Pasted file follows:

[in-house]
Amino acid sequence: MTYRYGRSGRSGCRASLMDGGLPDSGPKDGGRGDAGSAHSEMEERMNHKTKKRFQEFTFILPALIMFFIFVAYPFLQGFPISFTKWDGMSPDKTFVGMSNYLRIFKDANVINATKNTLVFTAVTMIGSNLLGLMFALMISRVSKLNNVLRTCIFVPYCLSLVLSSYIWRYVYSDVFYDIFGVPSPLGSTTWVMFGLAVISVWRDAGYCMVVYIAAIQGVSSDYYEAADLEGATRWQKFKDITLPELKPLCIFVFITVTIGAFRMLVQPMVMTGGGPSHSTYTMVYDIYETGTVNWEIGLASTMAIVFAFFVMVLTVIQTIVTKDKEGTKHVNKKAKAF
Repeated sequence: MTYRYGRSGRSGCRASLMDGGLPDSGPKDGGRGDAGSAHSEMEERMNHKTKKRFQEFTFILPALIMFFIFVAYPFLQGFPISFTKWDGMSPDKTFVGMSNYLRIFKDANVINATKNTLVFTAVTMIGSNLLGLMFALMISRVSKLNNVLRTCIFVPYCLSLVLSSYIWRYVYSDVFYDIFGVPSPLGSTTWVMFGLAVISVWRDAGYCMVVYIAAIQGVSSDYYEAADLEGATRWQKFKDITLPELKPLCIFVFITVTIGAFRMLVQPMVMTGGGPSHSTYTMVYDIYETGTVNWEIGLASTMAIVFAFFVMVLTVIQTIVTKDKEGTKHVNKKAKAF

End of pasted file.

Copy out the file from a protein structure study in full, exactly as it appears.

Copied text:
[in-house]
Amino acid sequence: MTYRYGRSGRSGCRASLMDGGLPDSGPKDGGRGDAGSAHSEMEERMNHKTKKRFQEFTFILPALIMFFIFVAYPFLQGFPISFTKWDGMSPDKTFVGMSNYLRIFKDANVINATKNTLVFTAVTMIGSNLLGLMFALMISRVSKLNNVLRTCIFVPYCLSLVLSSYIWRYVYSDVFYDIFGVPSPLGSTTWVMFGLAVISVWRDAGYCMVVYIAAIQGVSSDYYEAADLEGATRWQKFKDITLPELKPLCIFVFITVTIGAFRMLVQPMVMTGGGPSHSTYTMVYDIYETGTVNWEIGLASTMAIVFAFFVMVLTVIQTIVTKDKEGTKHVNKKAKAF
Repeated sequence: MTYRYGRSGRSGCRASLMDGGLPDSGPKDGGRGDAGSAHSEMEERMNHKTKKRFQEFTFILPALIMFFIFVAYPFLQGFPISFTKWDGMSPDKTFVGMSNYLRIFKDANVINATKNTLVFTAVTMIGSNLLGLMFALMISRVSKLNNVLRTCIFVPYCLSLVLSSYIWRYVYSDVFYDIFGVPSPLGSTTWVMFGLAVISVWRDAGYCMVVYIAAIQGVSSDYYEAADLEGATRWQKFKDITLPELKPLCIFVFITVTIGAFRMLVQPMVMTGGGPSHSTYTMVYDIYETGTVNWEIGLASTMAIVFAFFVMVLTVIQTIVTKDKEGTKHVNKKAKAF